Albania enlists EY to combat tax evasion and economic crime

08 June 2018 2 min. read

Albania – a candidate country for EU membership – has called in Big Four professional services firm EY to help combat pervasive tax evasion and stamp out a black economy worth a third of its GDP.

The world’s largest consultancies, including EY, have had a presence in Albania for years. Strategically located in the southwest Balkans, the country is one of many former Eastern Bloc nations that has opened up to business and applied for EU membership since the collapse of the old order.

Yet despite joining NATO in 2014, EU accession talks have repeated stalled. Albania remains beleaguered by problems with organised crime, drug trafficking and political instability related to historic Balkan strife. Keen to get a grip on the situation, Albanian prime minister Edi Rama has signed a deal with accounting and consulting firm EY to help the government crack down on a wide range of economic crimes.Albania enlists EY to combat tax evasion and economic crimeDetails of the contract are still scarce. Rama, a former mayor of Tirana and successful painter, has said a team of high-level American and German experts from EY will work closely with the country’s interior and finance ministries. A US national and former FBI employee will lead the EY team, assisted by a German with high level experience in the economic crime unit of Europe’s largest economy.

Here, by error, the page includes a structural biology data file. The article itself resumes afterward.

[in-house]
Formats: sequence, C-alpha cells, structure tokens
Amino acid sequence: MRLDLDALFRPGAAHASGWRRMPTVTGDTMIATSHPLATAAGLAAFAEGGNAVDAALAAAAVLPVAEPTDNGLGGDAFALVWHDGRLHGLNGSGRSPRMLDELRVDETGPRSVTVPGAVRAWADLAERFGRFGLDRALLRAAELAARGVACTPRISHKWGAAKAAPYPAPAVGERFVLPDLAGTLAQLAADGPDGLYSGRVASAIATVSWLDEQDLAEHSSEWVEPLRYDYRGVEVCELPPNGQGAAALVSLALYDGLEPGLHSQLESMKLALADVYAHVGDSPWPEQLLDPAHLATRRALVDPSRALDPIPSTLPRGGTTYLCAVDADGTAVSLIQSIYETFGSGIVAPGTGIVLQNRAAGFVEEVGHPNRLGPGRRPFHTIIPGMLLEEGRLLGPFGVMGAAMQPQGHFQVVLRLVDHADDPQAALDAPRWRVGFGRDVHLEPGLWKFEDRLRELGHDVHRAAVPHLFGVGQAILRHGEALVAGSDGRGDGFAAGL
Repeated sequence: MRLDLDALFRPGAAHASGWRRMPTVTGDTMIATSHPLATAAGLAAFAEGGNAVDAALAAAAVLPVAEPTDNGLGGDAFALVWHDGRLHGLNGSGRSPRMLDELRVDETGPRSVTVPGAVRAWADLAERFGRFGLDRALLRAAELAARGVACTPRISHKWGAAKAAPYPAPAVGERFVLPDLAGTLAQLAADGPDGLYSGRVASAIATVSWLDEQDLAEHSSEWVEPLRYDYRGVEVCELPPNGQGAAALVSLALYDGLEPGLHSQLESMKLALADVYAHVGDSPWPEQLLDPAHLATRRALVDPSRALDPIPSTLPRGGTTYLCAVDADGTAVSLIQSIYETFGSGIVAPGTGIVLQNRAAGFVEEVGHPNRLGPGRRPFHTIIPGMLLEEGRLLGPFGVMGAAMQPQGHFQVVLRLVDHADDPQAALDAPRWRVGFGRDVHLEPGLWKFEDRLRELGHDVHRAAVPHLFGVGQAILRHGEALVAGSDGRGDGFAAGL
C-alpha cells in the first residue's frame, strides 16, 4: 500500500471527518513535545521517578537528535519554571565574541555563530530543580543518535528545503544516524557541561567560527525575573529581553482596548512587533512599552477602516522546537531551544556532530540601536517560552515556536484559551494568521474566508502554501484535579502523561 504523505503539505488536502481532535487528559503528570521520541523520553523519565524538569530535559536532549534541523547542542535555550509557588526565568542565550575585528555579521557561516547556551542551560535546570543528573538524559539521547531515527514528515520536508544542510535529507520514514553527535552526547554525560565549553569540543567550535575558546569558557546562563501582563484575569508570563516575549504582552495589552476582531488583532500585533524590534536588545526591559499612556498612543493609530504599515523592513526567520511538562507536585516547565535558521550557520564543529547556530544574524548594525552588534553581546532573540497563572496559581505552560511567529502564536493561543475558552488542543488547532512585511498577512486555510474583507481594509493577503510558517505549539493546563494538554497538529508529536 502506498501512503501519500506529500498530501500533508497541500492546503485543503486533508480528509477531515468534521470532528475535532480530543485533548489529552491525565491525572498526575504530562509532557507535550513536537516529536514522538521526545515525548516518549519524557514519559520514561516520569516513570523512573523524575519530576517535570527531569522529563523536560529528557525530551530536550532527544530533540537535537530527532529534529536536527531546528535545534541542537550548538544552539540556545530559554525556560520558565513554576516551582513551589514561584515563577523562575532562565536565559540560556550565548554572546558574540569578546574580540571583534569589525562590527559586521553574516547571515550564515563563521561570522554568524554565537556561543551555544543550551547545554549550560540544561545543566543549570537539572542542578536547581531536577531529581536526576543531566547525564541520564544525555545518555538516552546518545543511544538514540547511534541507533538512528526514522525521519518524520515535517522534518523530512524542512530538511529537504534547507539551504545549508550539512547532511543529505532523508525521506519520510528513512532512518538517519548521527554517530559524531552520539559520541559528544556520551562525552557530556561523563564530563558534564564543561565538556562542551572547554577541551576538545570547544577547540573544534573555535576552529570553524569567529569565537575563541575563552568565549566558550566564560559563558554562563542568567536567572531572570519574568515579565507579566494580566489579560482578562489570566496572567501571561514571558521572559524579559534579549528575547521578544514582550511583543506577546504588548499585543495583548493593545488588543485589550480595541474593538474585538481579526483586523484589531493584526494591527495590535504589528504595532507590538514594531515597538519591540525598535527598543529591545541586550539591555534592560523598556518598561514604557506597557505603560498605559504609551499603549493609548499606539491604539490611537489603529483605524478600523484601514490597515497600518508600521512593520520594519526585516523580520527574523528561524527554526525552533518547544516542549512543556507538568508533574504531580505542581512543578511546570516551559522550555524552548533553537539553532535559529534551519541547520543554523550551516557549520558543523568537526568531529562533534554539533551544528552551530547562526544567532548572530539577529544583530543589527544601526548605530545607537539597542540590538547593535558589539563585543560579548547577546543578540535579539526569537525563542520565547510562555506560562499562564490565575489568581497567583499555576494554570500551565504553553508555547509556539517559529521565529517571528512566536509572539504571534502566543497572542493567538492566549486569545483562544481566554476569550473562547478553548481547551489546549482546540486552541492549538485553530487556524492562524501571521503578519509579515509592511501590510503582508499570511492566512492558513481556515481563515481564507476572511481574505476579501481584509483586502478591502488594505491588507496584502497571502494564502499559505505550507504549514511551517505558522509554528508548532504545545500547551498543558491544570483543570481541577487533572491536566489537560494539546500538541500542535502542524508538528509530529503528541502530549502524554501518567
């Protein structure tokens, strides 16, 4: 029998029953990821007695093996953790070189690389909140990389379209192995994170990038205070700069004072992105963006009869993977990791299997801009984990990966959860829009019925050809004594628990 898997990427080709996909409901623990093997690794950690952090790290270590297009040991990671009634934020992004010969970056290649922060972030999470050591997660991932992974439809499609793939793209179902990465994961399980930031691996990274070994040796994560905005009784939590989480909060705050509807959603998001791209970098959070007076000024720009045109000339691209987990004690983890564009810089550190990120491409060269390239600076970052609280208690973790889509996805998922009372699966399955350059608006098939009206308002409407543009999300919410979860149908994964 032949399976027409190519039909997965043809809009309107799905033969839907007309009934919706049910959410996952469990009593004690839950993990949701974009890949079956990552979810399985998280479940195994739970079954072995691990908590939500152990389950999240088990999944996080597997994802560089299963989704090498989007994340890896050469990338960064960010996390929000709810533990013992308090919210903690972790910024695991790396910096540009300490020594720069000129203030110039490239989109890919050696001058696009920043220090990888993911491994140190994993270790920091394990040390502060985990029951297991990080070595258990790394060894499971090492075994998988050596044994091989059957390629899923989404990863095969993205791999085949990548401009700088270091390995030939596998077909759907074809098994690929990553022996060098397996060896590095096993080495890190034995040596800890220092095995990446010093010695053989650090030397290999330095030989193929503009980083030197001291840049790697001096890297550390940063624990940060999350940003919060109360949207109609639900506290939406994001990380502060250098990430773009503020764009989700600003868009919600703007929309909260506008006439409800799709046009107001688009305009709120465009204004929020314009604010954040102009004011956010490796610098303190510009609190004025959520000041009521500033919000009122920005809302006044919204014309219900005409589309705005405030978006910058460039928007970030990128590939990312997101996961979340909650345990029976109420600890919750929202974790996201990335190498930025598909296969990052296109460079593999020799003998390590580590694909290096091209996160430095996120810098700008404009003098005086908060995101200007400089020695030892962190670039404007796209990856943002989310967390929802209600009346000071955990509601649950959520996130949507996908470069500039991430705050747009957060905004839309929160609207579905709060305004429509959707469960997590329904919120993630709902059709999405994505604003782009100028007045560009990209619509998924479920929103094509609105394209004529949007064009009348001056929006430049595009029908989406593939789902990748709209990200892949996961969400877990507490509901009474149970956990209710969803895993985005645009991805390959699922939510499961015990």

"We have done a lot but we feel the need to do much more. There is still money out there that belongs to the people and the country and is now not where it should be,” said Rama.

Revealing the scale of the problem, one official added that police have frozen assets worth €10 million in the past five years. The black market is said to be worth a third of the country’s GDP, while a 2017 study revealed that tax evasion carves out an €800 million hole in the economy, equivalent to 8% of GDP or six times the entire defence budget.

Like Big Four counterparts Deloitte, KPMG, and PwC, EY is no stranger to former Eastern Bloc markets. The consulting firm has written substantial reports on transparency and new VAT rules in Albania, and recently promoted Aurelia Costache as head of its Business Advisory unit in Romania.